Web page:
Managing Conflict in the Family Firm

22 Feb Managing Conflict in the Family Firm

Historians say that the costliest of all human conflict is civil war. When brother picks up arms against brother, there are no winners.

A family business can inherently be a combative environment to operate within. Anyone who has ever sat at a Thanksgiving dinner probably has seen firsthand that tensions can occasionally arise from proximity to certain family members. Add the pressure of meeting a payroll or pleasing shareholders and you have set the stage for tension to emerge. Many family businesses that fail don’t go under due to any particular problems in the marketplace or with the work it produces – often the greatest challenge is simply in managing the human element. Ineffective communication and mismanaged conflict can prove fatal.

Some conflict is to be expected – this is only human nature. Most every family goes through this – it isn’t limited to the Sopranos. More important than maintaining perfect harmony at all times is ensuring that your business has a strategy in place to mitigate and resolve disputes when they do emerge. With the right conflict resolution infrastructure in place, you may even be able to turn such disputes into opportunities to step back and examine important strategic considerations involving your business.  At the heart of every dispute resolution system lies this question: “What are we going to do if we can’t agree?”

All the planning in the world won’t mean much if you don‘t take the initiative to address the conflicts at the root of your company’s challenges – going “below the line.” This is typically where the real issues lie. They may have been driven by processes or personalities for years, to the point where you can hardly recognize the root causes anymore. Here are some strategies to help turn a messy skirmish into a more productive exercise.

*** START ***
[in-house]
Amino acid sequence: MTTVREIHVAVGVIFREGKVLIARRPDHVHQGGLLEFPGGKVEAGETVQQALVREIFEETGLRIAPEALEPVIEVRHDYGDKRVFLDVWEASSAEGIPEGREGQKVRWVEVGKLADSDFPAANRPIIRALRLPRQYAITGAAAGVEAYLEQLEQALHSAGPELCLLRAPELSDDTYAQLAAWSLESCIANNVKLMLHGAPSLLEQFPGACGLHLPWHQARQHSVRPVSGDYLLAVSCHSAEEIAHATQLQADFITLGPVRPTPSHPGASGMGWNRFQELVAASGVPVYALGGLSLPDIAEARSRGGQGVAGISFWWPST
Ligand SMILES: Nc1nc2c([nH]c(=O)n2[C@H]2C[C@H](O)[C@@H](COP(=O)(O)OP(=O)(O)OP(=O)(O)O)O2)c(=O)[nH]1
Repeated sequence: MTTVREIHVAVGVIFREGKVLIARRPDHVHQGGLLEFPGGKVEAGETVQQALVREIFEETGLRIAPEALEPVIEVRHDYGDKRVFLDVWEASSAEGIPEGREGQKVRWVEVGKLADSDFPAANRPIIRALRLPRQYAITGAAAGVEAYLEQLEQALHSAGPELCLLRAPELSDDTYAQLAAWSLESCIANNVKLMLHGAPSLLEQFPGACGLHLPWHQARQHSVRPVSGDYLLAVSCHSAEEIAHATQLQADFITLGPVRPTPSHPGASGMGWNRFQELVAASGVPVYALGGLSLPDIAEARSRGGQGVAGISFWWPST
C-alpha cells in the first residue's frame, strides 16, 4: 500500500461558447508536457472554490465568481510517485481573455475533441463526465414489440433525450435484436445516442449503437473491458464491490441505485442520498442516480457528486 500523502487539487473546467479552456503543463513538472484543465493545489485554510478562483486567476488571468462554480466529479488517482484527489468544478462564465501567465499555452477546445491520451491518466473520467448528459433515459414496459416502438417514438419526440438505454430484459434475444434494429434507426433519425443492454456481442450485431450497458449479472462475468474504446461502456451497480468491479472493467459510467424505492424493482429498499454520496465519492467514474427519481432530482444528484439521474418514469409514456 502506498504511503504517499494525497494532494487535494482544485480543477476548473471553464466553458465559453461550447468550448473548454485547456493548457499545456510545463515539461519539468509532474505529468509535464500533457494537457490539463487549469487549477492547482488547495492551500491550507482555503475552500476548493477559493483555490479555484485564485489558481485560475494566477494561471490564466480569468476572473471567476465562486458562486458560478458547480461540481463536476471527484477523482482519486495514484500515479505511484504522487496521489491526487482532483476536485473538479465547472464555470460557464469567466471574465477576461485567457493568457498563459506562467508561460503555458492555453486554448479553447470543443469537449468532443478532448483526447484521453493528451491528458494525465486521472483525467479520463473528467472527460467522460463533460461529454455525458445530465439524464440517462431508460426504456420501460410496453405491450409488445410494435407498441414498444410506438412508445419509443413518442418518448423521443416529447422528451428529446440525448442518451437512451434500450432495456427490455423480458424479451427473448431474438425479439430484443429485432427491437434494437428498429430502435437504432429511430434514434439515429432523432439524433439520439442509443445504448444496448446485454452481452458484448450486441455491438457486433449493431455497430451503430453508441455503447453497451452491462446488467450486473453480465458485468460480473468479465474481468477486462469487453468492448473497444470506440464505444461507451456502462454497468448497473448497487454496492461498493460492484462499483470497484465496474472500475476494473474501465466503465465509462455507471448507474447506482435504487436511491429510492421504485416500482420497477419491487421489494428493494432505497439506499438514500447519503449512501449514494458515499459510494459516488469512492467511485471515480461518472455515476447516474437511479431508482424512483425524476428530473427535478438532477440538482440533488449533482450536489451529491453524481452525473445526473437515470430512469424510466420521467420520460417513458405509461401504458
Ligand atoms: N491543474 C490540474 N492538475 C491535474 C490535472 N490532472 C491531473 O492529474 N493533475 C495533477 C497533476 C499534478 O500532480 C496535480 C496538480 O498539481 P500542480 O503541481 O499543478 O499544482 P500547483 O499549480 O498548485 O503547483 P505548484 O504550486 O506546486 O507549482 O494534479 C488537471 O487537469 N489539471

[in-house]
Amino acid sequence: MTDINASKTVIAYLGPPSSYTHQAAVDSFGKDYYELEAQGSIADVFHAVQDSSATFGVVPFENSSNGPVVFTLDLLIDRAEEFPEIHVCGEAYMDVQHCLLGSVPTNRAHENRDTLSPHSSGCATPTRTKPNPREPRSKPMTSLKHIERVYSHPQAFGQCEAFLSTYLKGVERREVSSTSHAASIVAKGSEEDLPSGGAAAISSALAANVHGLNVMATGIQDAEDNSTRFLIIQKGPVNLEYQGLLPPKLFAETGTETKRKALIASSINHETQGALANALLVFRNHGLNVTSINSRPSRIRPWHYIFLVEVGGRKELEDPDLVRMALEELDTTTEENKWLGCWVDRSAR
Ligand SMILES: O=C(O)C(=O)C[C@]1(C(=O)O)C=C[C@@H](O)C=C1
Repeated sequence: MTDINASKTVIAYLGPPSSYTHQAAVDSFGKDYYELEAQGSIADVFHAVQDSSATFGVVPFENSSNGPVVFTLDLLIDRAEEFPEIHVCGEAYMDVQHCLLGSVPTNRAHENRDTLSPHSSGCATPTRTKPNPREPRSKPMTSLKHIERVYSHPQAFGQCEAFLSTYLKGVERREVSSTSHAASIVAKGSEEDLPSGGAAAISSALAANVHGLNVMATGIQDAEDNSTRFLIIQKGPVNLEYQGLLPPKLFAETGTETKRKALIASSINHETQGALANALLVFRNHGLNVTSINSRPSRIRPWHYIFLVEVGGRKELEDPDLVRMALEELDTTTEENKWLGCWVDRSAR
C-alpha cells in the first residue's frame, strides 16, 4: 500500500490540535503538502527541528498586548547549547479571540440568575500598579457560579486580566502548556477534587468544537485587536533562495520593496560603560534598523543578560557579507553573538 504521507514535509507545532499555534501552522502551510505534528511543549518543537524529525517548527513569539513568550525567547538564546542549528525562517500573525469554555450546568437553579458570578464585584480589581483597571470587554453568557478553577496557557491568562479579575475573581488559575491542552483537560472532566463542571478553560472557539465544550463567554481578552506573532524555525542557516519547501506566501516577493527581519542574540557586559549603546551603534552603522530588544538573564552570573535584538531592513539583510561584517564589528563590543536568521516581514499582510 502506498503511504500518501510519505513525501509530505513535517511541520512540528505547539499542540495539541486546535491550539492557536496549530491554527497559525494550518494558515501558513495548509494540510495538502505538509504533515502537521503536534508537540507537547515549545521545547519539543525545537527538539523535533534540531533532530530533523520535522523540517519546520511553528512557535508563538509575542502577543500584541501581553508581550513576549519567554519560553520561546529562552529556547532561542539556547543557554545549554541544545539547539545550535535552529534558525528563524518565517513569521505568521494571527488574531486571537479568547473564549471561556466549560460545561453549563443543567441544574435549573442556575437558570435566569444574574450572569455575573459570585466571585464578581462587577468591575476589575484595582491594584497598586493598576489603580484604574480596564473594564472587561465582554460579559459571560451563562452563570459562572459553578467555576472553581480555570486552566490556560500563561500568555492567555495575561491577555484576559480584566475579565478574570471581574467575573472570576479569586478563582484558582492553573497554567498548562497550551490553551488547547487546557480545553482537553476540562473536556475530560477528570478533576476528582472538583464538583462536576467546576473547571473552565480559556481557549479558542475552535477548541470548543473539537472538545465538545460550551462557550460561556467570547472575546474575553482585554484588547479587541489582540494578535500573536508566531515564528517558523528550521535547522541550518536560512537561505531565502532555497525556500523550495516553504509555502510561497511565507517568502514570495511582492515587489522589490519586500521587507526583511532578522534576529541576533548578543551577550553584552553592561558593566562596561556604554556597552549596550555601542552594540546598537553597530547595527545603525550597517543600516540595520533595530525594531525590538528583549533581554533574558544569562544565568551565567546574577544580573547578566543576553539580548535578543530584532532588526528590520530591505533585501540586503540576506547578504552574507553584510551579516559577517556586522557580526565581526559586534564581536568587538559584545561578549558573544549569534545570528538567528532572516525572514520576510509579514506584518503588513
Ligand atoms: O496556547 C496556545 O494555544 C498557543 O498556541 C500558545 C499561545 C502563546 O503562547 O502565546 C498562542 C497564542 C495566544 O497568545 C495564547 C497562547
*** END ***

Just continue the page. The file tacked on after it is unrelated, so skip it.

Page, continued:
• Always maintain calm. This is easier said than done, but adopting a long term perspective and resisting the urge to take disagreement to a personal level will improve the tone considerably. Remaining calm can also help you to stay persistent and ultimately emerge from the dispute in a stronger position. Be sure to work with advisors who are neutral and yet have your best interests at heart.
  • Maintain the creativity of an open mind. In most situations, there are multiple paths to bring everyone to a place of satisfaction. Try to look outside the narrow parameters that seem to have been drawn up to resolve disagreements. There is typically a root cause below the surface that can be considered even if a demand cannot be met. For example, an employee who can’t be permitted to begin teleworking may simply be yearning for a greater degree of autonomy in their work which a revised schedule of their business offers may help to provide.
  • Maintain a bias toward collaboration. A famous African proverb reminds us that “to go quickly, go alone. To go far, go together.” I have seen throughout my career how many a flare-up could have been avoided through a proactive “FYI” ahead of a decision being made. Respect that most professionals’ sense of worth is dependent on feeling valued and “in the loop” on big decisions. Consulting them ahead of time can save you a messy dispute later on.

Challenge and conflict are inevitable at some point. But tearing your family apart is not a viable strategy for ultimately creating wealth. Reconsider how you think of conflict – find ways to minimize the acrimony. You can choose to make these periods illuminating experiences – and emerge with a stronger foundation for your company and relationships.

What experiences have you had with conflict resolution, formal or informal? What strategies have worked for you?


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